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Article: Retrospective review on anomalous left coronary artery from pulmonary artery
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TitleRetrospective review on anomalous left coronary artery from pulmonary artery
 
AuthorsKo, LY1
Chau, AKT1
Yung, TC1
Cheung, YF1
Lun, KS1
 
KeywordsAnomalous left coronary artery from pulmonary artery
Diagnosis
Presentation
Surgical outcomes
 
Issue Date2010
 
PublisherMedcom Limited. The Journal's web site is located at http://www.hkjpaed.org/index.asp
 
CitationHong Kong Journal Of Paediatrics, 2010, v. 15 n. 1, p. 12-18 [How to Cite?]
 
AbstractAnomalous left coronary artery from pulmonary artery (ALCAPA) is a rare but important congenital coronary anomaly. Patients with ALCAPA typically present with paroxysms of crying, pallor, diaphoresis, agitation and heart failure in infancy due to myocardial ischaemia. Clinical course thus very much depends on the presence and development of collateral circulation. We report the clinical presentation and method of diagnosis of ALCAPA in Chinese children in Hong Kong. We also study their long term outcomes after surgery and compare local data with overseas results. Early diagnosis and correction are important to avoid development of or progression of mitral regurgitation, which appeared to be associated with lower chance of requiring mitral valve annuloplasty/replacement. The majority of patients in Hong Kong presents as infantile form with heart failure, mitral regurgitation and dilated cardiomyopathy. Typical ECG changes are present in 5 cases (55.6%). Echocardiography confirms the diagnosis in 3 cases (33.3%). The remaining patients require cardiac catheterization to confirm the diagnosis. Early diagnosis therefore relies on a high index of suspicion. The diagnosis of ALCAPA should be considered as differential diagnosis of mitral regurgitation, endocardial fibroelastosis and dilated cardiomyopathy. Cardiac catheterization is warranted in doubtful cases. Long-term survival and outcome after surgical treatment appear to be favourable with good functional status. Residual lesions occur in 4 (44.4%) patients and re-operation on the mitral valve is required in 1 (11.1%) patient. Our local results are comparable to overseas reports.
 
DescriptionOpen Access Journal
 
ISSN1013-9923
2013 Impact Factor: 0.106
2013 SCImago Journal Rankings: 0.126
 
ReferencesReferences in Scopus
 
DC FieldValue
dc.contributor.authorKo, LY
 
dc.contributor.authorChau, AKT
 
dc.contributor.authorYung, TC
 
dc.contributor.authorCheung, YF
 
dc.contributor.authorLun, KS
 
dc.date.accessioned2011-01-07T09:16:08Z
 
dc.date.available2011-01-07T09:16:08Z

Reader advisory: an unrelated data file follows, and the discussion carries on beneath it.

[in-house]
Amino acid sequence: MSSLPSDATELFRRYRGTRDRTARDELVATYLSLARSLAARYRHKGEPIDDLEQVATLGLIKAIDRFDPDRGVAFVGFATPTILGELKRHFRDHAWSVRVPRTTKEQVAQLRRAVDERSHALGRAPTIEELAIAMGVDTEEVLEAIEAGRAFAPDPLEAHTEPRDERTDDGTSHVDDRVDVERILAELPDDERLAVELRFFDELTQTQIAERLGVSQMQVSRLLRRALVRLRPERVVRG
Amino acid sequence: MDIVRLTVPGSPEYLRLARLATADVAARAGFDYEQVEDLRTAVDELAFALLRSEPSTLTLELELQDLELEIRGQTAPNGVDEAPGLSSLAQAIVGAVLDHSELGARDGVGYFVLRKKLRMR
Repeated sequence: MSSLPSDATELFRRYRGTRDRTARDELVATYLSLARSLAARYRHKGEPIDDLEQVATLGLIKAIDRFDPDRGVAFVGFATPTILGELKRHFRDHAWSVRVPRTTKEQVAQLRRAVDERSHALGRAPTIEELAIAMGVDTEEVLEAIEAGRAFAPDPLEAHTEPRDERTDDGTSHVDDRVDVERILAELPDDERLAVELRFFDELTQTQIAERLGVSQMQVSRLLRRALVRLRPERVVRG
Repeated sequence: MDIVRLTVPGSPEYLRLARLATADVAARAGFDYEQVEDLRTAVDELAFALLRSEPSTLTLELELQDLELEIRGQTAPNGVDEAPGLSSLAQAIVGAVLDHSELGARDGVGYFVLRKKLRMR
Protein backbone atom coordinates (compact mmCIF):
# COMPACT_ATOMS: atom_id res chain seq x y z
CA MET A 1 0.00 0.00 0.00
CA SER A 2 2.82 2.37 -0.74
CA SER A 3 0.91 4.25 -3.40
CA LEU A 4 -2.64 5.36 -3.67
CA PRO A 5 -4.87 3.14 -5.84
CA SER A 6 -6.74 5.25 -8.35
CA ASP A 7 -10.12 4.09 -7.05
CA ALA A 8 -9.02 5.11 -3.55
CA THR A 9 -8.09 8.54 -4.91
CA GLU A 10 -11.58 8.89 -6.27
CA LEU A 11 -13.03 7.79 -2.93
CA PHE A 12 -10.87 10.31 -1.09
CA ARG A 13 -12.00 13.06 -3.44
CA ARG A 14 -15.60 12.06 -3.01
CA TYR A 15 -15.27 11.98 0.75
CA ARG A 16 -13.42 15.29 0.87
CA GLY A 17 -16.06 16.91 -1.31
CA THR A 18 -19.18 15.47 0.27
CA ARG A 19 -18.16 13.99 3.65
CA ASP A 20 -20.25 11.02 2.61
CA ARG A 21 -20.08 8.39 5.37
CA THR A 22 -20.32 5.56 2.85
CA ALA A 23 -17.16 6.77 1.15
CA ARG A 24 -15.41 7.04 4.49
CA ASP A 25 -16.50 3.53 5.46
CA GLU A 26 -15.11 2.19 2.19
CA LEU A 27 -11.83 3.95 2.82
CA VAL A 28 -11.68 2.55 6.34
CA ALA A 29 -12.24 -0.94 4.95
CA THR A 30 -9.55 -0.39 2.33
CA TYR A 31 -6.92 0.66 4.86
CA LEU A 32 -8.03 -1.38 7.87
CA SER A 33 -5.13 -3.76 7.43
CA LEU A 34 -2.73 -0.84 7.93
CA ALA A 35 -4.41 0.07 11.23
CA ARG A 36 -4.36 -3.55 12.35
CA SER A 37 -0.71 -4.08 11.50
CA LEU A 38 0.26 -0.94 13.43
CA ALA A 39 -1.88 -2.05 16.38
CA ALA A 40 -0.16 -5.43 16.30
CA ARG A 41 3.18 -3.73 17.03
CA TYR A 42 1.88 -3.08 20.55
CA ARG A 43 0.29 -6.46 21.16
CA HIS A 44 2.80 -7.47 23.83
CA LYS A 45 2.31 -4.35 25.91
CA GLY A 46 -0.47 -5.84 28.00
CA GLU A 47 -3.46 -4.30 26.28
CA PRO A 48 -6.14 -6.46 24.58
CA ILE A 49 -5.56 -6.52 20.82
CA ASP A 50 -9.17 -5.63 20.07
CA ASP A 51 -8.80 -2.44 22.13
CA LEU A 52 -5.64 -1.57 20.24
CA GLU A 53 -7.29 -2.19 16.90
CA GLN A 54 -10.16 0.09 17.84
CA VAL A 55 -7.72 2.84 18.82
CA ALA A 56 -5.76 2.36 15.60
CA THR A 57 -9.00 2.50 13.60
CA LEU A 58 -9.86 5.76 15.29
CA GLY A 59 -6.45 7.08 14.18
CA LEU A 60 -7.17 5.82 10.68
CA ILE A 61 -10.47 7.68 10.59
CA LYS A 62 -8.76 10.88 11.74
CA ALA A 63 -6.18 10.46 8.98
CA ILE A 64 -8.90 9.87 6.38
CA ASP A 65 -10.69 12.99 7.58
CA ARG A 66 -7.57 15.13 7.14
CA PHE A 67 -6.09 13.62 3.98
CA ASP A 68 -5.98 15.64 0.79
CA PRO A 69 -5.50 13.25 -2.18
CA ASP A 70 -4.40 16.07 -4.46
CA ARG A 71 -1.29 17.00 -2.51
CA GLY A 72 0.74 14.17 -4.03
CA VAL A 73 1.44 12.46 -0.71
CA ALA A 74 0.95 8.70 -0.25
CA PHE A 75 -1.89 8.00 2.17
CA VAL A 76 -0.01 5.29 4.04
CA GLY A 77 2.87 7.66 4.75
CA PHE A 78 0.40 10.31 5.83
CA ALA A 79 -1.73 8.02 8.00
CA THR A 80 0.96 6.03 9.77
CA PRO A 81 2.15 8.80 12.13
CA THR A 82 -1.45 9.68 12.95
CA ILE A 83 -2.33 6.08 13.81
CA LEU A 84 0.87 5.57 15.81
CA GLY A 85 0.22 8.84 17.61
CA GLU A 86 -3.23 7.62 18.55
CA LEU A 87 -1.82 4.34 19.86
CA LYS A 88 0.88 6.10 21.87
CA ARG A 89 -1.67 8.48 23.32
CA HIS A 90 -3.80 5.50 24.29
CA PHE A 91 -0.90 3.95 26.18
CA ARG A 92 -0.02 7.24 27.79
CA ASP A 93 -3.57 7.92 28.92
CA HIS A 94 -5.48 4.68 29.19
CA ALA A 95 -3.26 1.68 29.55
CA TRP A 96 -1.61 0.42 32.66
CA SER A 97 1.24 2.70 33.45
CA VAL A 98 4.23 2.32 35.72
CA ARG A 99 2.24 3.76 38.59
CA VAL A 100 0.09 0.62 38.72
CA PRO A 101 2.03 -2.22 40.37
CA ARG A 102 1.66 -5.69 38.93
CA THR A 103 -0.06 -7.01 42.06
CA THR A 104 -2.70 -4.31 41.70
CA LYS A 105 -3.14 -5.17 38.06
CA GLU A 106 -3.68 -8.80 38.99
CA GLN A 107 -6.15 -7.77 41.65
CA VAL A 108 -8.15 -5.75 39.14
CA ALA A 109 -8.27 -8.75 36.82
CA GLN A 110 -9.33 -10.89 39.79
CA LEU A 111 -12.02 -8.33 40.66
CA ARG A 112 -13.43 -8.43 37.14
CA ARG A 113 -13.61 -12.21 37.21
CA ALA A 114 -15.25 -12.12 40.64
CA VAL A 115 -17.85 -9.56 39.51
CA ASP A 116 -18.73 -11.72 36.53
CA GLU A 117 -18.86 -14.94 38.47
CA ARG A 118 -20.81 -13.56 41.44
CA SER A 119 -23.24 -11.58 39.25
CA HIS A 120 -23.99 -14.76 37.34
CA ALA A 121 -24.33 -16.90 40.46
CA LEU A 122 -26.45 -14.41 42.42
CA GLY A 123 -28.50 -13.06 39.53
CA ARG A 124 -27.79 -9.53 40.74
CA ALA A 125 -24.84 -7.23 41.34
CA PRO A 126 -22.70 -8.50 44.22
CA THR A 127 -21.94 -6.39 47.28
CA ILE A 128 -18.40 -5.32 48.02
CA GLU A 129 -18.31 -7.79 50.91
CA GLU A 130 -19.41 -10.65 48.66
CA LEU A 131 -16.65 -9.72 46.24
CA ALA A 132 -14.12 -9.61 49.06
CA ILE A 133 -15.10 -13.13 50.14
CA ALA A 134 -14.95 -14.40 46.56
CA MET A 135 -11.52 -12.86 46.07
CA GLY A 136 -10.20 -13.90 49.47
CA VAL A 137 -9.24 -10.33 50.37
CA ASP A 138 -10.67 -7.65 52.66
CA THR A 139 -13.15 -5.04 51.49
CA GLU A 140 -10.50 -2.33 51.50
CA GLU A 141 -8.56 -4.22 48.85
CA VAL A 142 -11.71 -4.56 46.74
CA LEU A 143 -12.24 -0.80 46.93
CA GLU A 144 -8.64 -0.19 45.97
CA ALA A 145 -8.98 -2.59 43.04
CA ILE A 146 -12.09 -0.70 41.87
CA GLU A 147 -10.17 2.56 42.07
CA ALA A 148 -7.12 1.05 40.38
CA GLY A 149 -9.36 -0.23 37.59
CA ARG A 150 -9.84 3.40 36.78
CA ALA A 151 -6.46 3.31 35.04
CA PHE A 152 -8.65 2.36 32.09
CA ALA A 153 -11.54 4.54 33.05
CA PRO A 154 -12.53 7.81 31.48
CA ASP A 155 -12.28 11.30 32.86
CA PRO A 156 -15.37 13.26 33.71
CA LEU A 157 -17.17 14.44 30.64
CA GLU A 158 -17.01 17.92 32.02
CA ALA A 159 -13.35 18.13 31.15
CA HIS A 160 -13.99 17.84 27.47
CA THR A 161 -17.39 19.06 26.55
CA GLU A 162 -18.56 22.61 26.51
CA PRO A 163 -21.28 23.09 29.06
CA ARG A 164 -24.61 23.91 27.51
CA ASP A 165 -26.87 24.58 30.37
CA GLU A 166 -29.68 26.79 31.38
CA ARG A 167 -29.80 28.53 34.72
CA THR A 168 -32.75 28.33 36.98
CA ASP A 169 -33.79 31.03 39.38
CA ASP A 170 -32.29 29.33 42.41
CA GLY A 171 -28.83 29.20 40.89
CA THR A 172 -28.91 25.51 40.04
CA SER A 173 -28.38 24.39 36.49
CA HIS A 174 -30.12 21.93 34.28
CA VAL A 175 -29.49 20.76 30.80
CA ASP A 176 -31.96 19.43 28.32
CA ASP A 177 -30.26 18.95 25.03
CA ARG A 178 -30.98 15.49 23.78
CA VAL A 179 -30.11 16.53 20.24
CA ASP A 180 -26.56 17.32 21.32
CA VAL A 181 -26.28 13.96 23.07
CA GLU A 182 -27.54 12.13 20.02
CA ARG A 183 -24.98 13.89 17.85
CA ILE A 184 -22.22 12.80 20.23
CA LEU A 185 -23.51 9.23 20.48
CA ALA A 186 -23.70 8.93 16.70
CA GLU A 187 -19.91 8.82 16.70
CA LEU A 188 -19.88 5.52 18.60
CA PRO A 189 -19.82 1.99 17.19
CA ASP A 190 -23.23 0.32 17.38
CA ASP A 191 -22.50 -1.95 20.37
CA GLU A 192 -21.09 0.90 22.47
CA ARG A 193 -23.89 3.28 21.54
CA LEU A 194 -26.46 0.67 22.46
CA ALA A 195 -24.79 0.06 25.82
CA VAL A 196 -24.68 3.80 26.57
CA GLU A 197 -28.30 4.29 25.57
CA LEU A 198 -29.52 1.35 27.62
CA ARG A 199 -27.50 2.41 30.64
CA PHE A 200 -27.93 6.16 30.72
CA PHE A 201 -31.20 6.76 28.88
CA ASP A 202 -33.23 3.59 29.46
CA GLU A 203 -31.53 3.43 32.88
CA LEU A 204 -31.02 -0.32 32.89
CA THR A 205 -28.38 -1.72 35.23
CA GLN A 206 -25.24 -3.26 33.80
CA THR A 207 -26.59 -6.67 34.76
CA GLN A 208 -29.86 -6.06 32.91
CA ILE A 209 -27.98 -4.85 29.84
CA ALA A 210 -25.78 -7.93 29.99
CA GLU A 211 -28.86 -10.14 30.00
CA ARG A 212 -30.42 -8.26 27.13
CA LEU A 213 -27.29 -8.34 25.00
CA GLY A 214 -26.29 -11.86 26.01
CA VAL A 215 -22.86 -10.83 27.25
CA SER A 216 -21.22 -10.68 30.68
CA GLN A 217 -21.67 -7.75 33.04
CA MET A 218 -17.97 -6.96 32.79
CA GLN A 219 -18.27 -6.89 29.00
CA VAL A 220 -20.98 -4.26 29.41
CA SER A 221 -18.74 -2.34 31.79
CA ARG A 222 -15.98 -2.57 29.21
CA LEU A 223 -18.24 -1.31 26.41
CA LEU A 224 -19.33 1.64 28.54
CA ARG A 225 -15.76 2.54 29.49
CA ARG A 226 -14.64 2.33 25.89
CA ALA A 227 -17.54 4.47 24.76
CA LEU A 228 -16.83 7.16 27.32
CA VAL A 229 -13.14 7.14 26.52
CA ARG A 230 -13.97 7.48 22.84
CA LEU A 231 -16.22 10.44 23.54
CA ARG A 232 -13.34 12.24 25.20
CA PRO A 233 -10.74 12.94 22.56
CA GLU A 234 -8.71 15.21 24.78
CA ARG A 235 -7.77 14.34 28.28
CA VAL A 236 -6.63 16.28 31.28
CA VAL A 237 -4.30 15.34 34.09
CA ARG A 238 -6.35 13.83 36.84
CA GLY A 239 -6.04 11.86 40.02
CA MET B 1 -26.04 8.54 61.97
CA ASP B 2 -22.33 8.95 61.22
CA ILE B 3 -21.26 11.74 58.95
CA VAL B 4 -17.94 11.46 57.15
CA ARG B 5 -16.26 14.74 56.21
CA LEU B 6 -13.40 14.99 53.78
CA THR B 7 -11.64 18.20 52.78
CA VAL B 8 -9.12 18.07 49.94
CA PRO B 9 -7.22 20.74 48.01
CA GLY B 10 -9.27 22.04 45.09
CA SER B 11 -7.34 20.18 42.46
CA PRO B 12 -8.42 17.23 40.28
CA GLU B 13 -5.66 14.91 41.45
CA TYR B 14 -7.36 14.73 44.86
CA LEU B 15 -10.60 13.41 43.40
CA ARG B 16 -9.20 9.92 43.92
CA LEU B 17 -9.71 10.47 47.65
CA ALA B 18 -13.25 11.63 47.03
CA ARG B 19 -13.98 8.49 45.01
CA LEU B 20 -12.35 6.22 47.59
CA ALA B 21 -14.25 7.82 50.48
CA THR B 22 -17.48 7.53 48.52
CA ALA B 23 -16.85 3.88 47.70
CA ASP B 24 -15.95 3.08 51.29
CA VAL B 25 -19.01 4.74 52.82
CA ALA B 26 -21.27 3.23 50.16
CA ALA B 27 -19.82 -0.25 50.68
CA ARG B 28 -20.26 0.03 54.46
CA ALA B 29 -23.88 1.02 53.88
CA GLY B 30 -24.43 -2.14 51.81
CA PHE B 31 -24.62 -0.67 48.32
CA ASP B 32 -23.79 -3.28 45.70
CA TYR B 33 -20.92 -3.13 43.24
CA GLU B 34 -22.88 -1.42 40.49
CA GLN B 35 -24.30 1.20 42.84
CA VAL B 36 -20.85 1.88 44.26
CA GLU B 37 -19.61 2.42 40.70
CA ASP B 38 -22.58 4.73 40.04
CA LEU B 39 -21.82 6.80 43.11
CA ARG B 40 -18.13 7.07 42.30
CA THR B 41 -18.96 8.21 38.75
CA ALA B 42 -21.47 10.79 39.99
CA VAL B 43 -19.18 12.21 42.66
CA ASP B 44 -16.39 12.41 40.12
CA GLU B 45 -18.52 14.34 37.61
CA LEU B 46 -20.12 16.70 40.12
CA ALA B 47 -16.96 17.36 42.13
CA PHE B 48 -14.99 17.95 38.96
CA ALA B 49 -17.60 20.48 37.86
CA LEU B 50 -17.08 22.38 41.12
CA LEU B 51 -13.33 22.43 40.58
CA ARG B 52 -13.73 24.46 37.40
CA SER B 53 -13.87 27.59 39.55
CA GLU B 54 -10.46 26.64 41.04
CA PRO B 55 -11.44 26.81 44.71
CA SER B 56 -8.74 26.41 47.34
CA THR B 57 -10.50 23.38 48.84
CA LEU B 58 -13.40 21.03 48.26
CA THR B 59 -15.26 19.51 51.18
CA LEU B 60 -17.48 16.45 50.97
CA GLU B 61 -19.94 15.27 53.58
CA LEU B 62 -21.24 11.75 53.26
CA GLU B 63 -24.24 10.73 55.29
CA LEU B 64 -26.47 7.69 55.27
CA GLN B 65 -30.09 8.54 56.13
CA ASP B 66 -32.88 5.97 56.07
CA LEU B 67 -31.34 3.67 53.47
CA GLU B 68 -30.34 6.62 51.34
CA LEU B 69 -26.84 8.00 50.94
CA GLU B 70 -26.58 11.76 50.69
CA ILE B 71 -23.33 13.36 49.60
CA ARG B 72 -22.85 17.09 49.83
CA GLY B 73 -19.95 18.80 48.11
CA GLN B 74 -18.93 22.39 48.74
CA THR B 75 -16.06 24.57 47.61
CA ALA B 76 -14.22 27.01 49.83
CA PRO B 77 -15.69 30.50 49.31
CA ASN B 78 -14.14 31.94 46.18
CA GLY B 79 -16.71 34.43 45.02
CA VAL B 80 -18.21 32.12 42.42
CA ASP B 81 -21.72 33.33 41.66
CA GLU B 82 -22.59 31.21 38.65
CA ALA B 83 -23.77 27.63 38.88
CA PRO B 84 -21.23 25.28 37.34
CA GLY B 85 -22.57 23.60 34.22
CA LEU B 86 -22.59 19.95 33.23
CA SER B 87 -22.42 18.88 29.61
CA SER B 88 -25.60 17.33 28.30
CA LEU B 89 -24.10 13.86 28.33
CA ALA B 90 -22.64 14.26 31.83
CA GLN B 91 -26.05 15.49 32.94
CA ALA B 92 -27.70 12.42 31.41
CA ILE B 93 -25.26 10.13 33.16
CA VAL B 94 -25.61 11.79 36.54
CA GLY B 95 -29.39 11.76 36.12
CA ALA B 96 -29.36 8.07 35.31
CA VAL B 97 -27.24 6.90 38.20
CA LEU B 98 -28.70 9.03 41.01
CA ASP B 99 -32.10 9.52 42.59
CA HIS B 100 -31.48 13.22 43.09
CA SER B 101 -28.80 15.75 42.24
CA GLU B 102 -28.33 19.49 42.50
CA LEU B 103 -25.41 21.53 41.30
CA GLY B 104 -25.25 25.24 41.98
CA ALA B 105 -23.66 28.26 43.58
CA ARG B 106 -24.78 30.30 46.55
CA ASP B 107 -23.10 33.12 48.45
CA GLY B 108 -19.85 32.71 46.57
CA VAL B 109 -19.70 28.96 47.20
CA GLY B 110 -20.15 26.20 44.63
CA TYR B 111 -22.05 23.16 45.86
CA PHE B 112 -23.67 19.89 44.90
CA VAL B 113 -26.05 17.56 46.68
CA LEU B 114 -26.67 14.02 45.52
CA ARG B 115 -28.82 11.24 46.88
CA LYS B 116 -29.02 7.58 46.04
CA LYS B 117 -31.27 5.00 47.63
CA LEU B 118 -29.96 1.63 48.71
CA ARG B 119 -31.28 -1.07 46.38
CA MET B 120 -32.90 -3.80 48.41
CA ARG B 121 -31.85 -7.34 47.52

dc.date.issued2010
 
dc.description.abstractAnomalous left coronary artery from pulmonary artery (ALCAPA) is a rare but important congenital coronary anomaly. Patients with ALCAPA typically present with paroxysms of crying, pallor, diaphoresis, agitation and heart failure in infancy due to myocardial ischaemia. Clinical course thus very much depends on the presence and development of collateral circulation. We report the clinical presentation and method of diagnosis of ALCAPA in Chinese children in Hong Kong. We also study their long term outcomes after surgery and compare local data with overseas results. Early diagnosis and correction are important to avoid development of or progression of mitral regurgitation, which appeared to be associated with lower chance of requiring mitral valve annuloplasty/replacement. The majority of patients in Hong Kong presents as infantile form with heart failure, mitral regurgitation and dilated cardiomyopathy. Typical ECG changes are present in 5 cases (55.6%). Echocardiography confirms the diagnosis in 3 cases (33.3%). The remaining patients require cardiac catheterization to confirm the diagnosis. Early diagnosis therefore relies on a high index of suspicion. The diagnosis of ALCAPA should be considered as differential diagnosis of mitral regurgitation, endocardial fibroelastosis and dilated cardiomyopathy. Cardiac catheterization is warranted in doubtful cases. Long-term survival and outcome after surgical treatment appear to be favourable with good functional status. Residual lesions occur in 4 (44.4%) patients and re-operation on the mitral valve is required in 1 (11.1%) patient. Our local results are comparable to overseas reports.
 
dc.description.naturelink_to_OA_fulltext
 
dc.descriptionOpen Access Journal
 
dc.identifier.citationHong Kong Journal Of Paediatrics, 2010, v. 15 n. 1, p. 12-18 [How to Cite?]
 
dc.identifier.epage18
 
dc.identifier.hkuros168664
 
dc.identifier.issn1013-9923
2013 Impact Factor: 0.106
2013 SCImago Journal Rankings: 0.126
 
dc.identifier.issue1
 
dc.identifier.openurl
 
dc.identifier.scopuseid_2-s2.0-77449110803
 
dc.identifier.spage12
 
dc.identifier.urihttp://hdl.handle.net/10722/130949
 
dc.identifier.volume15
 
dc.languageeng
 
dc.publisherMedcom Limited. The Journal's web site is located at http://www.hkjpaed.org/index.asp
 
dc.publisher.placeHong Kong
 
dc.relation.ispartofHong Kong Journal of Paediatrics
 
dc.relation.referencesReferences in Scopus
 
dc.rightsDOAJ
 
dc.subjectAnomalous left coronary artery from pulmonary artery
 
dc.subjectDiagnosis
 
dc.subjectPresentation
 
dc.subjectSurgical outcomes
 
dc.titleRetrospective review on anomalous left coronary artery from pulmonary artery
 
dc.typeArticle
 
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Author Affiliations
  1. Queen Mary Hospital Hong Kong